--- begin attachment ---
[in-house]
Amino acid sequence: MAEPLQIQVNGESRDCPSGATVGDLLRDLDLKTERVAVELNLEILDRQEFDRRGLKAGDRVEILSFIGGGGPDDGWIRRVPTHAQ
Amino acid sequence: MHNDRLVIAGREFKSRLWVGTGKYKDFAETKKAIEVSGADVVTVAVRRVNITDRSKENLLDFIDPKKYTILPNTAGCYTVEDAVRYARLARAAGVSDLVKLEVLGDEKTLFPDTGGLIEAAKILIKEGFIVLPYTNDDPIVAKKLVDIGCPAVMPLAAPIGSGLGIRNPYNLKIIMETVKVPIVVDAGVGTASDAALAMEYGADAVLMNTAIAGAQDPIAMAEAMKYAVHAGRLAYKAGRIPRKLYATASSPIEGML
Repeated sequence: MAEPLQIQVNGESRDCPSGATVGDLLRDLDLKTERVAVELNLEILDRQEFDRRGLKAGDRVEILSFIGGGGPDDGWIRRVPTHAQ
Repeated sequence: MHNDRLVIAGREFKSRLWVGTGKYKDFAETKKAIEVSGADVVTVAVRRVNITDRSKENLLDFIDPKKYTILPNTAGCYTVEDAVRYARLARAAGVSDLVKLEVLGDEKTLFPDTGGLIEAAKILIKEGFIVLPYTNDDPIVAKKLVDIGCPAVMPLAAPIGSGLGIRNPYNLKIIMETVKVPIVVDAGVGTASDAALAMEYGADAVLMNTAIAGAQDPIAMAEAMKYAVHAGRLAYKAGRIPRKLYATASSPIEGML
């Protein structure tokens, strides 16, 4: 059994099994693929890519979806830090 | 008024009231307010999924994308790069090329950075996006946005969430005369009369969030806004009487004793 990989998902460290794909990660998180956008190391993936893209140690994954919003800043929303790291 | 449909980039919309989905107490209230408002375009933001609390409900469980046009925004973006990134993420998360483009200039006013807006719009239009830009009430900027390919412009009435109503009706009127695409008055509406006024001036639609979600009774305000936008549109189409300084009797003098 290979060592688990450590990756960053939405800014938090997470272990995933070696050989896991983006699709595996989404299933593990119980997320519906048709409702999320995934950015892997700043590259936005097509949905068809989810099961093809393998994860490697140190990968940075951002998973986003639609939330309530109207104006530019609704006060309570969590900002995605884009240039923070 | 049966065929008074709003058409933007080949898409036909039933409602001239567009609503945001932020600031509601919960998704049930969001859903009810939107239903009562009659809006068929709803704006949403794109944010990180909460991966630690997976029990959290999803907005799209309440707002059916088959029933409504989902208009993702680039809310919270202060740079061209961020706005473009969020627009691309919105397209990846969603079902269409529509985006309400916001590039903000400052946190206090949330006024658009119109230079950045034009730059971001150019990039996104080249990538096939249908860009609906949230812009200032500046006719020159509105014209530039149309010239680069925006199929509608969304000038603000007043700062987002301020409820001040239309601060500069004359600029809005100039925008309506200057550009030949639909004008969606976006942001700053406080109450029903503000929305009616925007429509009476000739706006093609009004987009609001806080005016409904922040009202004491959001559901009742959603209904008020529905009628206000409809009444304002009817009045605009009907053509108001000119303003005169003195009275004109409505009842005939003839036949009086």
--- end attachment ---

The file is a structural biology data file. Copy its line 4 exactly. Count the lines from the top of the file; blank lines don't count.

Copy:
Repeated sequence: MAEPLQIQVNGESRDCPSGATVGDLLRDLDLKTERVAVELNLEILDRQEFDRRGLKAGDRVEILSFIGGGGPDDGWIRRVPTHAQ